[Self-released; Aug. 2019]

If the words “chillwave survivor” mean nothing to you, congratulations: You are neither a music critic nor a hardcore internet dweller. (This isn’t sarcasm: Seriously, congratulations.)

But those words do mean something to Yair Rubinstein, who, before he left Seattle for a literature PhD at Duke, scored some national looks as Big Spider’s Back in the ‘00s, at the crest of the microgenre that gave us Washed Out, Neon Indian, and Toro Y Moi, and then evaporated as mistily as it had descended.

In one way, chillwave was important as an example of an early internet-bred genre. In another, chillwave wasn’t anything at all, which somehow strengthens rather than weakens the first claim. The term was coined as a joke on the temporarily inescapable blog Hipster Runoff to poke at a trend in which moody bedroom loners bathed the eighties electro-pop of their youth in sleepy, faded beachy vibes, with medicated vocals and sluggish synths poking through endless fields of stoner reverb. The music sounded like new media dreaming of old media; writers grasped for metaphors about TV-VCRs with vertical hold and tracking issues. The term “glo-fi” was pleasantly bandied about, while “hypnagogic pop” failed to catch on, for obvious reasons.

No one could profess to make chillwave today (and no one ever did)—it was more a moment than a sound. But its scratchy-memory strain has persisted in indie music as our nostalgia wormholes deepen, and its afterimage lingers on Rubinstein’s new dance-music project, Ssoft, which, just to sow mild confusion, was also the title of a Big Spider’s Back record.

Air Maintenance consists of five pert, pliable house-derived tracks with nary a vocal or lo-fi affectation within earshot, yet it feels consistent with Rubinstein’s pop-based work. It’s melodic, emotive, and wistful, but a little ironic about it, in the chillwave spirit—one song is called “Update No One Knows I’m Dead,” the first word neutralizing the sincerity of the rest. On Bandcamp, the album is RIYL Aphex Twin and Karl Marx, because academics.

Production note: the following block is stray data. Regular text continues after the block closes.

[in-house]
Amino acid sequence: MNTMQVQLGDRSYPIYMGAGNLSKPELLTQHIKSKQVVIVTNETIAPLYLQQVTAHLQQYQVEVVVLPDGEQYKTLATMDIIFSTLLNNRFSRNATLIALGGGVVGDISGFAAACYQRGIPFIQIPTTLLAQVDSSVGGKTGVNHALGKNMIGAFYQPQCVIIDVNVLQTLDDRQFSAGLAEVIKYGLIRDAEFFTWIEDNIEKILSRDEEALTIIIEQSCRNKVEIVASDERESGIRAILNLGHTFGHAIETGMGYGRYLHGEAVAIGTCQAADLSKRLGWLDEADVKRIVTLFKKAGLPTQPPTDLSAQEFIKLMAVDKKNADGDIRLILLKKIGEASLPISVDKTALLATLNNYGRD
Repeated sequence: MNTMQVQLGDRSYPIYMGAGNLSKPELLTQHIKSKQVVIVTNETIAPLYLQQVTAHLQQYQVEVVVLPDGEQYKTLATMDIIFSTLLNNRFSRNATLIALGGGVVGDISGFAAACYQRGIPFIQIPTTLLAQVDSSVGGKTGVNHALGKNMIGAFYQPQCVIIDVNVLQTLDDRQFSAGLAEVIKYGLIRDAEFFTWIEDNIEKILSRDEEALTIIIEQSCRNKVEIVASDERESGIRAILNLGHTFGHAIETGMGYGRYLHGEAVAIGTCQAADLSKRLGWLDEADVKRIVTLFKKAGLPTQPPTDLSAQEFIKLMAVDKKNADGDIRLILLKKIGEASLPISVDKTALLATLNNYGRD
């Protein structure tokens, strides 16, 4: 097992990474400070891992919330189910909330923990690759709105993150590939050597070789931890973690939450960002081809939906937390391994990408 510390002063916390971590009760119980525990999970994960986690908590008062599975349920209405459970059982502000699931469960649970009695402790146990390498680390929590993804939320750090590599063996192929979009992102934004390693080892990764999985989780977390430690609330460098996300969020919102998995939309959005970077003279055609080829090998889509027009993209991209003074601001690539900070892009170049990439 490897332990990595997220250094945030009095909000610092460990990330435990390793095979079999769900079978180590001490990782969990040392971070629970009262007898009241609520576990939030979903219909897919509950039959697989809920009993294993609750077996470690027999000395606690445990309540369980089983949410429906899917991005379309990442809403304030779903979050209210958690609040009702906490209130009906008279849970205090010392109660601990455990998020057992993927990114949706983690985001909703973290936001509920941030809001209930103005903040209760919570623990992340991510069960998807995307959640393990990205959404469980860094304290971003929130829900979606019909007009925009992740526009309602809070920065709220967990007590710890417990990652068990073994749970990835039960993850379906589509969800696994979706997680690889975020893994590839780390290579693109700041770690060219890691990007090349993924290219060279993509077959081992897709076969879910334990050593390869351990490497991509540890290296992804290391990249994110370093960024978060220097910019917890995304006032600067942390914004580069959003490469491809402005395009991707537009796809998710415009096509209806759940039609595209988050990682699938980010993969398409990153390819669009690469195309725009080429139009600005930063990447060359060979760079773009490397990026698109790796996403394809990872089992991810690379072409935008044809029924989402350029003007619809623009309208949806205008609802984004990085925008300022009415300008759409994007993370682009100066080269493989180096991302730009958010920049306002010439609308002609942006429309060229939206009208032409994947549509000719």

The Ssoft palette is clean and minimal, with drum machines finely stitching squishy acid-house basses to slightly melty synths in muted neon hues. The title track evokes a steelpan lost in a magic forest until a sneaky arpeggio slides in to show it the path. Synth pads float around like rain clouds over the fast, beveled basses of tracks like “Thanksgiving Acid.”

The grooves are straightforward but pulsating with activity, webbed with brief filter sweeps and ringing accents. The transitions are tight but understated; you might not leap up and dance, but you’ll at least shake your shoulders. Though kinetic, it’s all a little tender and introspective; the eighties-pop daydream “Hi-Tech Menswear,” in particular, is some kind of sad-eyed utopia. On this satisfying snack of an EP, Rubinstein advances beyond chillwave, but it still clings, as any nostalgia-based genre should.  

Support independent local journalism. Join the INDY Press Club to help us keep fearless watchdog reporting and essential arts and culture coverage viable in the Triangle.